The National Gallery of Ireland has been nominated for one of the world’s most prestigious museum accolades, the annual European Museum of the Year Award (EMYA). The youngest museum in Ireland, the EPIC Museum of Emigration, which opened in May 2016, has also been nominated for the award.
The EMYA is Europe’s longest running award for museums, having been founded in 1977. It is given to a museum that attracts audiences and satisfies its visitors with a unique atmosphere, imaginative interpretation and presentation, with a creative approach to education and social responsibility.
The National Gallery reopened this year after a six-year refurbishment and has attracted more than one million visitors in 2017 which represents a more than 100 per cent increase on the previous year. The opening exhibition Vermeer and the Masters of Genre Painting: Inspiration and Rivalry attracted more than 100,000 visitors from June 17th to September 17th 2017.
Valerie Keogh, press and communications officer in the National Gallery of Ireland said: "This is a very prestigious award and we are delighted to have been shortlisted. This year we hit one million visitors and it has been wonderful to see the joy the collection has brought to so many visitors."
The opening of the gallery was described by Frank McDonald in The Irish Times as “a revelation, quite literally. The long-awaited renovation of the National Gallery of Ireland on Dublin’s Merrion Square has revealed elements of the building that have never been seen by members of the public, as well as windows that were blocked up for decades, with startling effect.” The work was carried out by architects Heneghan Peng.
EPIC is a museum that looks at Ireland's experience of emigration. It opened in the CHQ building in Dublin's docklands in May 2016. It is the world's first fully digital museum and had 120,000 visitors in its first year. It is a privately funded museum, and was developed by former chairman and ceo of Coca Cola, Nigel Isdell.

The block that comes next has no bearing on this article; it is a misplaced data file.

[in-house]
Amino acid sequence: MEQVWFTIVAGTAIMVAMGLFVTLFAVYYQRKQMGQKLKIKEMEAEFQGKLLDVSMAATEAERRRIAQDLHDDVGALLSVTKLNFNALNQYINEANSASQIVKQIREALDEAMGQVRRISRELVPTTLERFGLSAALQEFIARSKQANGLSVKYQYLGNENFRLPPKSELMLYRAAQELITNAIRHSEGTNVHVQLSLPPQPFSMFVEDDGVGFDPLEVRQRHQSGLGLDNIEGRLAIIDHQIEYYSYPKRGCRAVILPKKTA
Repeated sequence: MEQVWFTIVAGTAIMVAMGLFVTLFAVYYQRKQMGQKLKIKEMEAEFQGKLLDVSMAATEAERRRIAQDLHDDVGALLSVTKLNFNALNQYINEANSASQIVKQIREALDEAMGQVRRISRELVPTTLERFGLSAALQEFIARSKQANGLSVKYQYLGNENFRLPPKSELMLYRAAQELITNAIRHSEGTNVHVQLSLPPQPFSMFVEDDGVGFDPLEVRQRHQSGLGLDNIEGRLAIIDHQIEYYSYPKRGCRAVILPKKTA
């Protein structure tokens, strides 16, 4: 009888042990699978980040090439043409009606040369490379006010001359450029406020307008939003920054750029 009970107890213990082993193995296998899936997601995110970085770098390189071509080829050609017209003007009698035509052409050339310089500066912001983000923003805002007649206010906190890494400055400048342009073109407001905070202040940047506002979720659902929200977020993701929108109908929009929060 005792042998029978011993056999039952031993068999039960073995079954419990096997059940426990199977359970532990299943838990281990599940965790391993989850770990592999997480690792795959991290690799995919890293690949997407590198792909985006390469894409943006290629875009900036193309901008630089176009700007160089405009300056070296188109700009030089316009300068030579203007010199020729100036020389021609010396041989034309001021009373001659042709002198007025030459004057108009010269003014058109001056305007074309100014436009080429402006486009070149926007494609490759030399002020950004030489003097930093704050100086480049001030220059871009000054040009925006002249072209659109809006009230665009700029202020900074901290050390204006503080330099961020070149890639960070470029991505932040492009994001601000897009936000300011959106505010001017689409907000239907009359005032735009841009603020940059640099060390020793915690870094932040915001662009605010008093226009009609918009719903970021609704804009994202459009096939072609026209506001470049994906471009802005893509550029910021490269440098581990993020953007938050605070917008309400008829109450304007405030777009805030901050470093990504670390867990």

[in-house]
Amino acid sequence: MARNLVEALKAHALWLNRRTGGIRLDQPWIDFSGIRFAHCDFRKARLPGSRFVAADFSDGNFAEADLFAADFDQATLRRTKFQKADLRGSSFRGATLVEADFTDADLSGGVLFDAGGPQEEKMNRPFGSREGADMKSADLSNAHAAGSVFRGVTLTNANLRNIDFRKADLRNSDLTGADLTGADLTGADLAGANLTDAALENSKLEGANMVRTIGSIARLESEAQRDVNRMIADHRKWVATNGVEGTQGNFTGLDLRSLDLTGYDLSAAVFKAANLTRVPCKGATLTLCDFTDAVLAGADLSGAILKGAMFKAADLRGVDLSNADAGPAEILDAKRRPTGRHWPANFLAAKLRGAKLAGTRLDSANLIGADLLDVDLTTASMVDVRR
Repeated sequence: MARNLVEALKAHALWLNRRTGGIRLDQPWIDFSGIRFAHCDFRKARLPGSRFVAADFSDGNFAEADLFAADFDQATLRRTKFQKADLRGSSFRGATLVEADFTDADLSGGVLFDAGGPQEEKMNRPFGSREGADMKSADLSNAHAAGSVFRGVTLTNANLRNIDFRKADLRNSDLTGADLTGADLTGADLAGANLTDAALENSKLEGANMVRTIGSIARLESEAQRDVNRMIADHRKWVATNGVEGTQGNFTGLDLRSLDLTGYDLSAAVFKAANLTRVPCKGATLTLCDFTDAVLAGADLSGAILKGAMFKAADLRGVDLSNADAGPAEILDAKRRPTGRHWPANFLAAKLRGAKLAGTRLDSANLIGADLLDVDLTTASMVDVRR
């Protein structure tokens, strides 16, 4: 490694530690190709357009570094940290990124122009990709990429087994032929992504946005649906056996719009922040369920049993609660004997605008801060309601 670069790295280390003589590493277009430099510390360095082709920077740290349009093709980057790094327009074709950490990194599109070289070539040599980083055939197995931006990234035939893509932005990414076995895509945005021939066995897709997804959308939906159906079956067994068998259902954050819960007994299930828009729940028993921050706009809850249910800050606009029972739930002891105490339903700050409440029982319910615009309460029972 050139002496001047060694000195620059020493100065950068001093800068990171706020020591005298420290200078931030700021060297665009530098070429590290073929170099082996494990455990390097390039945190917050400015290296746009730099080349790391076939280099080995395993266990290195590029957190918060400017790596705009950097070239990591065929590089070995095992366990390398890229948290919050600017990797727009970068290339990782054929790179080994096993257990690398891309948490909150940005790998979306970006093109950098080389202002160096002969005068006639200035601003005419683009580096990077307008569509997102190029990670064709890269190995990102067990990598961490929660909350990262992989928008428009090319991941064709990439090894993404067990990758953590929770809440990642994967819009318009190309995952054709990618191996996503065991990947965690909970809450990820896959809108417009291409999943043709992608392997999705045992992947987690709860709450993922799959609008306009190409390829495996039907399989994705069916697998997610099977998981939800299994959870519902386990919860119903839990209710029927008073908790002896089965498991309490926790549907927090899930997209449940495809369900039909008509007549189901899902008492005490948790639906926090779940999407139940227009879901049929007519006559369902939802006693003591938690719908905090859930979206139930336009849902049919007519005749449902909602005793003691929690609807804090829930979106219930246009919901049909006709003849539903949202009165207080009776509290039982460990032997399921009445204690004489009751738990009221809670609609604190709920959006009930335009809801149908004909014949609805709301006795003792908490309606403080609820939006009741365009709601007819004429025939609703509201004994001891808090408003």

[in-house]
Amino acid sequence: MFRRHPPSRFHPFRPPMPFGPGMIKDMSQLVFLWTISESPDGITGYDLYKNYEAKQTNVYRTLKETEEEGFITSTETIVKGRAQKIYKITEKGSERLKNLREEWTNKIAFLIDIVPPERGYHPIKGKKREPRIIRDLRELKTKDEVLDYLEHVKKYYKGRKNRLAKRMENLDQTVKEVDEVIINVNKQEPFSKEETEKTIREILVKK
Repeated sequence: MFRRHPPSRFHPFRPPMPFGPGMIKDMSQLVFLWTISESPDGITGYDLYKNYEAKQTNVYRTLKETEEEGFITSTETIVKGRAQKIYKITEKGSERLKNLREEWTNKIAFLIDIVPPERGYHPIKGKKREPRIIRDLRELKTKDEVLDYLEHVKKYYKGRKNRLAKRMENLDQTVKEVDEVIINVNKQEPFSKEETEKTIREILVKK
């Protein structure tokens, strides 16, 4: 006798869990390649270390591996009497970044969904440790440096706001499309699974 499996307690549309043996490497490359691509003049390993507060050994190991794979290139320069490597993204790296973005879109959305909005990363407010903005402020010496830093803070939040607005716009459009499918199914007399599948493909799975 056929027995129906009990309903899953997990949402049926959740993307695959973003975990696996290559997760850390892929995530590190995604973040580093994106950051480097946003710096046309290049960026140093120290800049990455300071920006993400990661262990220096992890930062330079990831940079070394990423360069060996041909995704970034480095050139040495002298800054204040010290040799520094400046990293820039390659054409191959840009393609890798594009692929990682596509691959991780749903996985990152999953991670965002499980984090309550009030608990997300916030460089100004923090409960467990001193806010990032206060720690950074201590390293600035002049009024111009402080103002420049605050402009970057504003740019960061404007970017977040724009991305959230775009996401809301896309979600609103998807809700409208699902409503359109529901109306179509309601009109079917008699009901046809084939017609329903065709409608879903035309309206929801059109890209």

Sales and marketing director for EPIC, Aileesh Carew says: “It’s a huge honour to be shortlisted for the EMYA, especially when we’re being judged next to long-established museums of the calibre of the National Gallery.”
The Irish museums are two of 40 museums from 22 countries in the running for the top prize, which will be awarded in May 2018. Other museums include Lascaux International Centre for Cave Art (France), Egyptian Museum of Torino, (Italy), the Museum of Russian Impressionism (Moscow), and the Design Museum, London. The winning museum will receive the EMYA trophy The Egg by Henry Moore which it keeps for one year.
Past winners have been both large and small, and are assessed on the basis of their outstanding public quality and innovative practices. There has been just one Irish winner, the Chester Beatty Library, in 2002.